|BBE212||BUILDING TECHNOLOGY II||Core||Learn to apply structural principles and select materials appropriate for use in the built form in context of community living. Explore appropriate responses to site constraints, building sequences and sustainability requirements. Students will learn how to employ appropriate footing, floor, wall and roof systems for the built form in the context of community living. You will also learn to demonstrate knowledge of the regulatory framework as applicable to the built form (village).||2||1|
|BBE213||DIGITAL COMMUNICATION, DOCUMENTATION AND PRACTICE II||Core||Understand advanced design solutions using various digital media and communication technologies. Differentiate the many stages of complex architectural processes for advanced design, documentation and communications purposes. Be able to demonstrate design intent of complex architectural solutions to the client, builder and other stakeholders.||2||1|
|BBE221||DESIGN (IN CONTEXT) STUDIO III||Core||Following on from Design (in context) Studio II, this subject enables students to examine design principles and theories of urban living and working, display an intermediate level of competency in architectural design and presentation, and interpret and respond appropriately to client briefings. Students will learn to select appropriate sustainable principles (active and passive) to design response in the context of urban living, and understand implementation of vertical transportation systems, waste disposal processes and integration of internal and external spaces with design of mixed use developments. Analyse planning constraints considering neighbourhood contexts.||2||2|
|BBE222||BUILDING TECHNOLOGY III||Core||In the context of mixed use developments, students will learn to apply structural principles and select materials appropriate for use in the built form and fabric. Students will be able to outline appropriate response to site constraints, building sequences, sustainability requirements (including services and vertical transportations systems), and select appropriate footing, basement, floor, wall and roof systems for the built form. Learn how to choose appropriate constructions systems in the built form and to distinguish appropriate passive and active services necessary for the efficient function of the built form. Within the context of mixed use developments, students will also be able to demonstrate knowledge of regulatory frameworks.||2||2|
|BBE223||THE CITY AND COMMUNITY PLANNING||Core||Analyse the social and historical evolution of the city using visual and narrative methods. Contrast theories of urban studies, history and practice of urban design and understand their impact on urban planning. Analyse issues in urban context and demographics, describing the impact on neighbourhood character. Students will learn to examine the relationship between architecture and urban planning in terms of regulatory processes.||2||2|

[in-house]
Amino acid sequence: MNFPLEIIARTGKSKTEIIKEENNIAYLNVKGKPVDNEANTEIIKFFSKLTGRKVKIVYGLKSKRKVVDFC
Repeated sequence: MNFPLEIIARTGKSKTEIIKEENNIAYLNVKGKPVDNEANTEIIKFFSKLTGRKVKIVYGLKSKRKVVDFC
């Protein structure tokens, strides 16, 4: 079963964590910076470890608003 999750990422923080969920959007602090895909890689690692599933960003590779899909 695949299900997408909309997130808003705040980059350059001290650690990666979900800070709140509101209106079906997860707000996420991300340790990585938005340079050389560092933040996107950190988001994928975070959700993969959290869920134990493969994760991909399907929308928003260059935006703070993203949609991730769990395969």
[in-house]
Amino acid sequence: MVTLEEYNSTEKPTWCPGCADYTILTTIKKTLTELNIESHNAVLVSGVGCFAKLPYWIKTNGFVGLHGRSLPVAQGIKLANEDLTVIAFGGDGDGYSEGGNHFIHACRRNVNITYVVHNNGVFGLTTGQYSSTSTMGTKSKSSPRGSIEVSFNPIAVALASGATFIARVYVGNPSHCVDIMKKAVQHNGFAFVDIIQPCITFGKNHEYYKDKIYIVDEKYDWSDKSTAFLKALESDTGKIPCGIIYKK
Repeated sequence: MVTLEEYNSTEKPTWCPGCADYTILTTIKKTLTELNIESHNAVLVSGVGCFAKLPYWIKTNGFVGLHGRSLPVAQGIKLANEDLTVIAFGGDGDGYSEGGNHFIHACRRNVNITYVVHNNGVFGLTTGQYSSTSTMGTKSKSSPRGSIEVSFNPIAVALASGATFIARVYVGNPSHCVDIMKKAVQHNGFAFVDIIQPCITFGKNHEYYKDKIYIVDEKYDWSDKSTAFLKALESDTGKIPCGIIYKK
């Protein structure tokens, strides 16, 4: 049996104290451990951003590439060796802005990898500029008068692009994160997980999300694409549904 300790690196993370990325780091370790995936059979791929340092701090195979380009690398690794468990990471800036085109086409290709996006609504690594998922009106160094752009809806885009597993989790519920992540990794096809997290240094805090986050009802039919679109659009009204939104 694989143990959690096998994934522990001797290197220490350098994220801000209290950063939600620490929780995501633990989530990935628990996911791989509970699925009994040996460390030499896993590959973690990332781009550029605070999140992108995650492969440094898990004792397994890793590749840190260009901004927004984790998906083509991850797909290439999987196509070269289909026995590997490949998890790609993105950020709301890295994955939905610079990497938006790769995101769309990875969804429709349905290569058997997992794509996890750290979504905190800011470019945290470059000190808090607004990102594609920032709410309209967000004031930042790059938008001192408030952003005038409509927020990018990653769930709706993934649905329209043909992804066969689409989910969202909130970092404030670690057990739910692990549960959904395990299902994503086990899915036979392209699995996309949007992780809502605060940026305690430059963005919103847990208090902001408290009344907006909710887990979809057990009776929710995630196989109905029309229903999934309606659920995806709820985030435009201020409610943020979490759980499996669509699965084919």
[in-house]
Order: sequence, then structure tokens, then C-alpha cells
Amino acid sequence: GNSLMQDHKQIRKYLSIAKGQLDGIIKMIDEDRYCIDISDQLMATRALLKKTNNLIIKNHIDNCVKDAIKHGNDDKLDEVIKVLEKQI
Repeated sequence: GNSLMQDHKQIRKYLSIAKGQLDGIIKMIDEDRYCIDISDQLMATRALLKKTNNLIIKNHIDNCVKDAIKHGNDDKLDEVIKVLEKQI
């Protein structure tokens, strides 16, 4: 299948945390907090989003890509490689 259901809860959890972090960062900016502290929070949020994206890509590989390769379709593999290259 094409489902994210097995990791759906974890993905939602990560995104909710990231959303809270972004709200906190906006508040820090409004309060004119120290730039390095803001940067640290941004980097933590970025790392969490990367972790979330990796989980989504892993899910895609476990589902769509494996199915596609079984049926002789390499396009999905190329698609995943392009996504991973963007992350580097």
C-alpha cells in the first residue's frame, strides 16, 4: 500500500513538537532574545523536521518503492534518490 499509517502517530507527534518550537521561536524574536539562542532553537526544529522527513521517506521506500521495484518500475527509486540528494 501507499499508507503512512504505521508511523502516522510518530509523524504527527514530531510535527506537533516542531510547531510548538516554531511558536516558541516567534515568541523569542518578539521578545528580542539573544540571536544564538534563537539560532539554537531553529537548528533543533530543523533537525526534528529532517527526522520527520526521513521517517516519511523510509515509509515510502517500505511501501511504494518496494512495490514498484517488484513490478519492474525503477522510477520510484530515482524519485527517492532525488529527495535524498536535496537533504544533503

|BBE311||DESIGN (IN CONTEXT) STUDIO IV||Core||Following on from Design (in context) Studio III, students will analyse the design principles and theories of public buildings and be able to display a progression to advanced level of competency in architectural design and presentation. Students should be able to select appropriate sustainable principles (active and passive) to the design response, and analyse and plan the landscape as a means of integrating various components, internal and external to the design, all within the context of public buildings.||3||1|
|BBE313||ARCHITECTURAL OFFICE PRACTICE||Core||Examine workplace context by identifying the role's function within organisational structure as well as that organisation's position within the industry. Develop knowledge of the key issues in transition to the workplace, including workplace culture, professional etiquette and communications. Critically evaluate technical and generic skills relating to those required by the employer and architecture profession. Identify areas of personal and professional skills development and develop strategies to address the skills gaps. Students will gather evidence of their own experiences and skills for inclusion in a career portfolio and will identify the benefits of developing networks and professional contacts within the architectural and construction industry.||3||1|